After finally getting the Arts and Science Representative to SSMU last year, this time around the Bachelor of Arts and Science Integrative Council (BASiC), along with representatives from Nursing, and Physical and Occupational Therapy (PT/OT), sought to amend the SSMU by-laws and get seats on the University Senate. This motion passed in the SSMU Legislative Council meeting on Thursday, February 7th.
In an interview with The Bull & Bear, BA&Sc rep to SSMU Victor Lam, Nursing Representative Shane Anzovino, and PT/OT representative Sophia–Maria Giannakakis, indicated that the rationale behind this motion was to get more representation for these smaller programs on Senate.
The 11 senate seats (excluding two for the SSMU President and VP University Affairs) are currently distributed between different faculties on the basis of student enrollment. While each of the different faculties is assigned one seat, Arts currently holds two.
Until this motion, the interests of these smaller programs were represented by the bigger faculties. Arts senators, as well as Science senators, represented the interests of BA&Sc students, the Medicine senator represented PT/OT and Nursing, and the Arts Senator represented Social Work. While students from each of these smaller programs are encouraged to run for these seats, the movers of this motion felt that the representation was insufficient.
Lam believed that “there should be an increased diversity of voices heard on Senate.” He found that despite the relatively small size of these programs (between 350-650 students), the unique interests of these student bodies are not fully represented by student Senators that are not directly within their program.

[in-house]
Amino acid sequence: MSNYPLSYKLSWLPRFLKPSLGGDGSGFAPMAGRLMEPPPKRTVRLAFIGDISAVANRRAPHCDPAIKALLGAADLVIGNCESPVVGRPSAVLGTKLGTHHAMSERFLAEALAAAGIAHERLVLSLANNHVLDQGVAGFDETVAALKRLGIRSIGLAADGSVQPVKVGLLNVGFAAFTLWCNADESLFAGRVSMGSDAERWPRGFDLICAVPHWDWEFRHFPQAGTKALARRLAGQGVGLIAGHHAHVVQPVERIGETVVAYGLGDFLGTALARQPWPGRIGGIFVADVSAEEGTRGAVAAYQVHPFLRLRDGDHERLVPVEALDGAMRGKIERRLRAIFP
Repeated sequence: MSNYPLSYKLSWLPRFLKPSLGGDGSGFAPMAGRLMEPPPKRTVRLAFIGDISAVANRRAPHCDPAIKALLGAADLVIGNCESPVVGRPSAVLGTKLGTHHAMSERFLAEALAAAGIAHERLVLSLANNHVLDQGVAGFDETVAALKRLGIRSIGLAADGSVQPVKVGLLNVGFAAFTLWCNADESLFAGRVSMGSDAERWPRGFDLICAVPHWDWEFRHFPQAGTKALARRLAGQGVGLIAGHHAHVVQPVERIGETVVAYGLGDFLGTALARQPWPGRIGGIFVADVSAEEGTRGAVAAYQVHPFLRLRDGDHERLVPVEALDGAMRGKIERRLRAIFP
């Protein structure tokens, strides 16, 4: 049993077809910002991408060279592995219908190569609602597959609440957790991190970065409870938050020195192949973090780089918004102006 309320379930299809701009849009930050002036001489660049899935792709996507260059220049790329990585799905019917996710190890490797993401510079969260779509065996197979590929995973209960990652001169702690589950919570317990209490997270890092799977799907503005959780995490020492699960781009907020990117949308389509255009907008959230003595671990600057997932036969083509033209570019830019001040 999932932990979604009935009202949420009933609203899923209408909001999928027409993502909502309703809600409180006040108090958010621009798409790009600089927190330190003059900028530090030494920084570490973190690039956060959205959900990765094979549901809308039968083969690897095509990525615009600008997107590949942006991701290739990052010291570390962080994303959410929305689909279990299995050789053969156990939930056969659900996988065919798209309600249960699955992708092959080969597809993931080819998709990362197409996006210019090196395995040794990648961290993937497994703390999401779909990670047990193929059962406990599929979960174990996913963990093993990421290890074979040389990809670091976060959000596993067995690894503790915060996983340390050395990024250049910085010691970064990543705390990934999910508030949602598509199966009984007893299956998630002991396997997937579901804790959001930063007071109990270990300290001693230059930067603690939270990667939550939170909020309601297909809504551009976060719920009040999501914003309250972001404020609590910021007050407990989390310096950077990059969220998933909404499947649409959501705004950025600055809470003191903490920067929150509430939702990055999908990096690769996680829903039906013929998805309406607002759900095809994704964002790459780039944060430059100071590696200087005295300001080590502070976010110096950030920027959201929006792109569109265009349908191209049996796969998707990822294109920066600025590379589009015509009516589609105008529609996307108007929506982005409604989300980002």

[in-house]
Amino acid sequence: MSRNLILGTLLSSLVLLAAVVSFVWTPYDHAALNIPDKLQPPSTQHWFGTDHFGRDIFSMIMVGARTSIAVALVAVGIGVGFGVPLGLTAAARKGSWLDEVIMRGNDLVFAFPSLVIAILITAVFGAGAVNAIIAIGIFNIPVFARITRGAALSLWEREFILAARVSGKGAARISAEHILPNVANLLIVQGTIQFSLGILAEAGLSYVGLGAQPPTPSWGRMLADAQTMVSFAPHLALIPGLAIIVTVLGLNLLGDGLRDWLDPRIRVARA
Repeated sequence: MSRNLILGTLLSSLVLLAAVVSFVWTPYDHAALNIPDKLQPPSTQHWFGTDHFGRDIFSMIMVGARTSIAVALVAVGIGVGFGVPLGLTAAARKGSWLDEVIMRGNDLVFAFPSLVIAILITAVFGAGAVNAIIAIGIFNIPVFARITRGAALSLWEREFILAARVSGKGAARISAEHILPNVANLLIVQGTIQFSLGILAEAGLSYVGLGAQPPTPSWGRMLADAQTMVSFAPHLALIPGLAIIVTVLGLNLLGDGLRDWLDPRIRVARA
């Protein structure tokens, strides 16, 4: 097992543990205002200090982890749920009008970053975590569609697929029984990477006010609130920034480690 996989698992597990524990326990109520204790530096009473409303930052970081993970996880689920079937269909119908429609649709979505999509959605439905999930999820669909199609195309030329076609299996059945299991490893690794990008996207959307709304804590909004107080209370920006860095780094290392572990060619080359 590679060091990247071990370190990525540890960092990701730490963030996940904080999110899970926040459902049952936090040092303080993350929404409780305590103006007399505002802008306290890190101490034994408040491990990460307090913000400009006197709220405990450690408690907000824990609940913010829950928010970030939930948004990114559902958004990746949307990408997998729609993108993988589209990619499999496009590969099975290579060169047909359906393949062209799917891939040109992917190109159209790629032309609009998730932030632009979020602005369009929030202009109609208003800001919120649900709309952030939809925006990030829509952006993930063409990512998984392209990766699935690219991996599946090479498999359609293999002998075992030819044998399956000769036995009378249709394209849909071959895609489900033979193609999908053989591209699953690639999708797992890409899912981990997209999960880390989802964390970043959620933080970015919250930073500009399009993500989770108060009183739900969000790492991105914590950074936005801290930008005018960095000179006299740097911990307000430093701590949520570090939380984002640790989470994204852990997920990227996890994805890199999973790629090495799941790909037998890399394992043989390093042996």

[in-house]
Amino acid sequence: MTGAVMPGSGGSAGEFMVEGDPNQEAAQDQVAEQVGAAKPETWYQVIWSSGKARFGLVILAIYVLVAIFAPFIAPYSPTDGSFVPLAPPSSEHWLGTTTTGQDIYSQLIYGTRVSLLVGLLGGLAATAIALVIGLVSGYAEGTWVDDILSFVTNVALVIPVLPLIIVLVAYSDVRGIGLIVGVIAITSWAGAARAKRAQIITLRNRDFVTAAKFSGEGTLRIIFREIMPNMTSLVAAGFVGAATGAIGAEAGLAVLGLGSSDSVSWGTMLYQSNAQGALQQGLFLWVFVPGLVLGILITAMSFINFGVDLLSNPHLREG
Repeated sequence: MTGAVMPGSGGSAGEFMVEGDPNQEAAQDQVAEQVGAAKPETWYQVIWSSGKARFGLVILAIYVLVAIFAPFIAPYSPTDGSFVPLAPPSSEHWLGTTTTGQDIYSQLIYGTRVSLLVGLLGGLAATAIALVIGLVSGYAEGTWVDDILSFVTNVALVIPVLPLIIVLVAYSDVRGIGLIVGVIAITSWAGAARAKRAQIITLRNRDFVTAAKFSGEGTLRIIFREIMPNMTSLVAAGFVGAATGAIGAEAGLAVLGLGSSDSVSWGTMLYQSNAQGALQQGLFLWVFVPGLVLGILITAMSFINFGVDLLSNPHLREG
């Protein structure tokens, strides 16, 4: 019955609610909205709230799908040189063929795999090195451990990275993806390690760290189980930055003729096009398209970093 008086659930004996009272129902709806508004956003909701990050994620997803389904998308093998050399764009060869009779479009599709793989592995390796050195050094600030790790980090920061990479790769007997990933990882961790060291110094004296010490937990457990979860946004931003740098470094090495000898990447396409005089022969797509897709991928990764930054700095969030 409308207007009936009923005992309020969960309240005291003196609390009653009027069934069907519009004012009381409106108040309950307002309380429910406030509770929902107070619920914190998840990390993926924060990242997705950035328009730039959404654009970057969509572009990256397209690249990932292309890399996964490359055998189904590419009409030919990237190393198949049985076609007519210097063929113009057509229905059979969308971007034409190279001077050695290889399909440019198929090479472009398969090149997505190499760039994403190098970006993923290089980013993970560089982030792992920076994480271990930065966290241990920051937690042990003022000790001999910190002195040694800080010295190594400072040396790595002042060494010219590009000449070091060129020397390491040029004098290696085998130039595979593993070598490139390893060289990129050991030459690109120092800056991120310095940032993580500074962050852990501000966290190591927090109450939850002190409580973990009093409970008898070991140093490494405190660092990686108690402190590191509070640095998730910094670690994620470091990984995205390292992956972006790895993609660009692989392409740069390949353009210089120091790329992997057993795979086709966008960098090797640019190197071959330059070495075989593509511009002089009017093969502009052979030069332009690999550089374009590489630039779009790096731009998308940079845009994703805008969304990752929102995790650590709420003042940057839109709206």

How can this seat redistribution be done? At the end of the extended nomination period, vacant seats are reallocated to the faculties listed based on the student-to-Senator ratio. The motion pushed for by Arts & Science, PT/OT and Nursing called for these vacant seats to be allocated to smaller programs based on enrollment, such that only students from these programs could run for those seats and represent their respective student bodies.
More importantly were the opinions of the program’s constituents, which showed a clear standpoint. In a survey sent out this January by BASiC, 24% of the BA&Sc student population responded with a resounding 90% approval for this motion. BASiC, PT/OT and Nursing have also recently sent out another survey to inform the student body and so far has received 58 responses, with 93% in favour of this motion.
“It’s about time,” finds third year Cognitive Science (BA&Sc.) student Wook Yang. Other students have expressed similar views. Nursing President Angela Herman remarked, “This is a big step for small programs. Our interests are fundamentally different from the faculties that represent us right now and with this move, we now have a sense of identity and our voices are not lost in the shuffle.”
Since the motion passed, new Senate seats will be filled by these growing programs in the coming years.